Author + information
- ↵⁎Reprint requests and correspondence:
Dr. Mark J. Eisenberg, Associate Professor of Medicine, Divisions of Cardiology and Clinical Epidemiology, Jewish General Hospital/McGill University, 3755 Cote Ste. Catherine Road/Suite A-118, Montreal, Quebec H3T 1E2, Canada.
Percutaneous coronary intervention (PCI) is frequently performed in patients who received fibrinolytic therapy for acute myocardial infarction (MI). Currently, unfractionated heparin is the most commonly used antithrombin therapy in this situation. However, unfractionated heparin has certain limitations. It has a narrow therapeutic range, monitoring of the activated clotting time is required, and platelet activation may be induced. For these reasons, considerable interest has been generated around the question of whether low-molecular-weight heparin can be used in place of unfractionated heparin in the context of high-risk PCI. Low-molecular-weight heparin provides a more dependable anticoagulation response than unfractionated heparin, it has greater antifactor Xa:antifactor IIa activity, and it is less likely to induce platelet activation (1). Importantly, however, cases have been reported of catheter- and guidewire-associated thrombosis during PCI procedures in conjunction with the use of low-molecular-weight heparin (2,3). Results from the STEEPLE (Safety and Efficacy of Enoxaparin in Percutaneous Coronary Intervention [PCI] Patients: an International Randomized Evaluation) trial suggest that, when used during elective PCI in low-risk patients, enoxaparin has similar or lower rates of bleeding compared with unfractionated heparin (1). Unfortunately, the STEEPLE trial was not large enough to provide definitive information about ischemic events and procedure-related thrombotic events. To date, we have only limited data available regarding the safety and efficacy of low-molecular-weight heparin when used during PCI in high-risk patients. See page 2238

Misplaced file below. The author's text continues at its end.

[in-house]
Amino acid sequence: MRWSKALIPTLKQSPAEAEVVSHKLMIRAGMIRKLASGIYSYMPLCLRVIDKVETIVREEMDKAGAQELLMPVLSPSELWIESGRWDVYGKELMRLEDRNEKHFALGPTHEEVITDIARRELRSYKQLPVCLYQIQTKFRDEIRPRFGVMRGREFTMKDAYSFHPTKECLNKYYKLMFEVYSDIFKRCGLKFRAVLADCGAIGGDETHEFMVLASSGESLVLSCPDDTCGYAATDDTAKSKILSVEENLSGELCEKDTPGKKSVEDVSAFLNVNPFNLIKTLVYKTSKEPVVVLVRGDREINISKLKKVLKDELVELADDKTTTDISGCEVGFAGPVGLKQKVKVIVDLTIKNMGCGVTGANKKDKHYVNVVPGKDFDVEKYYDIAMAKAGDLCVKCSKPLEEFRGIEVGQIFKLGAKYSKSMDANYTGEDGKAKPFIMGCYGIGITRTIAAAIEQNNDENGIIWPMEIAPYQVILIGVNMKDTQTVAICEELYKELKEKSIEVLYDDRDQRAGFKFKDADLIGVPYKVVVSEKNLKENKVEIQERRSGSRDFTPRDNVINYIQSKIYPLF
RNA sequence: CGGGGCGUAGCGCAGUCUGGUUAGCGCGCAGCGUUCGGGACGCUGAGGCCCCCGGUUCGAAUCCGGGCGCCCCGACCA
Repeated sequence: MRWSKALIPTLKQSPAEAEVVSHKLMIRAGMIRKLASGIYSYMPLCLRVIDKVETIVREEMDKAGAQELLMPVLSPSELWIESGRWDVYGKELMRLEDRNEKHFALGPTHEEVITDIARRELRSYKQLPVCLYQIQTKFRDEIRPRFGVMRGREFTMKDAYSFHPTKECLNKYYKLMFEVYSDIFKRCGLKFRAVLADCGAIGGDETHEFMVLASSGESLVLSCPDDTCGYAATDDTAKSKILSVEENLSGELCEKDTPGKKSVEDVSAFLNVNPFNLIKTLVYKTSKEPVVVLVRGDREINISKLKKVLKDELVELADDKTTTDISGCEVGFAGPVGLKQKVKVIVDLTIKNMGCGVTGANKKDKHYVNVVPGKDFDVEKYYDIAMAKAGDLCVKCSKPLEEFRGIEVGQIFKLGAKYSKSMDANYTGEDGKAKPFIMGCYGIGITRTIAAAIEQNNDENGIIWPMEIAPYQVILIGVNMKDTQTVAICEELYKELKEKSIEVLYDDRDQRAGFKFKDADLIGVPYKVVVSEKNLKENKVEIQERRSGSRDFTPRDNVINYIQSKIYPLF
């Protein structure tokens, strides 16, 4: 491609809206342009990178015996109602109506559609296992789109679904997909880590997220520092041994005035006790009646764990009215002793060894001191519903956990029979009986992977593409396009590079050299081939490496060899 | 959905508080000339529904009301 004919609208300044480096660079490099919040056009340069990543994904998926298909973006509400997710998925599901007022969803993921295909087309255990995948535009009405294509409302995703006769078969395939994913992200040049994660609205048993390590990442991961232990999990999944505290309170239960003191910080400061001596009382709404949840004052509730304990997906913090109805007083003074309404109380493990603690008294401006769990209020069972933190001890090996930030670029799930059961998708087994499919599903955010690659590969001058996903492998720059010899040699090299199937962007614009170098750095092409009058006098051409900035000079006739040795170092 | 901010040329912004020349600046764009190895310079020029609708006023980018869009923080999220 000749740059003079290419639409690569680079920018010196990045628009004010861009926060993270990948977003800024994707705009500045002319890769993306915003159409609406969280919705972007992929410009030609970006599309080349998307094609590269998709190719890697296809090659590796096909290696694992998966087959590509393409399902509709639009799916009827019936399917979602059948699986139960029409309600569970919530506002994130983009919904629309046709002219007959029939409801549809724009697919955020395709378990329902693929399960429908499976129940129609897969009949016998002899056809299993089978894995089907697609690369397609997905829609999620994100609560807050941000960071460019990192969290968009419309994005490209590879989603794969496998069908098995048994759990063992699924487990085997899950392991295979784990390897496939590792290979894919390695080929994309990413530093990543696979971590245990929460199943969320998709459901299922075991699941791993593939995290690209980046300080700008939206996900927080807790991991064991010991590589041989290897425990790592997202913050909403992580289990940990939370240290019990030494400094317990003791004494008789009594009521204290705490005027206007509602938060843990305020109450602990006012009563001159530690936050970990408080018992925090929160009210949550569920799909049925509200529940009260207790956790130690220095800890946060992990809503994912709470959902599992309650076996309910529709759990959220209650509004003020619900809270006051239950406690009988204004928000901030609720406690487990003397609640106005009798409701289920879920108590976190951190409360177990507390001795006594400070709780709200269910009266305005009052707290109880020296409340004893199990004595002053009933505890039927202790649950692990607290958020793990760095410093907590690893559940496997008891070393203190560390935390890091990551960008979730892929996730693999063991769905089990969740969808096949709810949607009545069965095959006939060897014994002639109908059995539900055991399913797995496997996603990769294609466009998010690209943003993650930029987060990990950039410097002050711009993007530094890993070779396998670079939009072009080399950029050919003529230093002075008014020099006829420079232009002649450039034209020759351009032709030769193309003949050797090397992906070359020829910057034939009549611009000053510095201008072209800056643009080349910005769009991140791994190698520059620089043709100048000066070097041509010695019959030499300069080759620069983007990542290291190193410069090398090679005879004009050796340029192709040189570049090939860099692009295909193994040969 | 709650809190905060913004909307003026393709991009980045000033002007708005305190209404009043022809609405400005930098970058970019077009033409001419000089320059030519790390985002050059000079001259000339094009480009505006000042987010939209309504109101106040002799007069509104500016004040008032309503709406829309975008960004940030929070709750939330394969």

In this issue of the Journal, Gibson et al. (4) report the results of the PCI substudy from the ExTRACT-TIMI 25 (Enoxaparin and Thrombolysis Reperfusion for Acute Myocardial Infarction Treatment–Thrombolysis In Myocardial Infarction 25) trial. In that trial (5), over 20,000 patients who received fibrinolytic therapy for ST-segment elevation myocardial infarction (STEMI) were randomized to unfractionated heparin for at least 48 h versus enoxaparin for the duration of the index hospitalization. In the substudy performed by Gibson et al. (4), data are reported on the more than 2,200 patients who underwent PCI in the enoxaparin arm of the trial and the more than 2,400 patients who underwent PCI in the unfractionated heparin arm. The investigators found that treatment with enoxaparin was associated with a reduction in death or recurrent MI and no difference in major bleeding. They conclude that the use of enoxaparin in the context of PCI after fibrinolytic therapy is superior to the use of unfractionated heparin. The authors are to be congratulated on reporting the results of their study. Until this report, there were very little data available to guide cardiologists with respect to whether low-molecular-weight heparin is as safe and efficacious as unfractionated heparin during PCI in this high-risk group of patients. However, several potential limitations of their study should be noted.
First, only a small proportion of the patients who received fibrinolytic therapy in the ExTRACT-TIMI 25 trial subsequently underwent PCI, and this subgroup of patients was not directly randomized to enoxaparin versus unfractionated heparin. Although the investigators report that the clinical characteristics of the PCI patients who received enoxaparin and unfractionated heparin were similar, this is not the same as direct randomization. Using propensity scores can help control for confounding in this situation, but it cannot completely control for this possibility (6). This problem is further compounded by the facts that treatment durations were very different among patients receiving enoxaparin and unfractionated heparin and that, by the time of PCI, antithrombin treatment had been unblinded for the majority of the patients.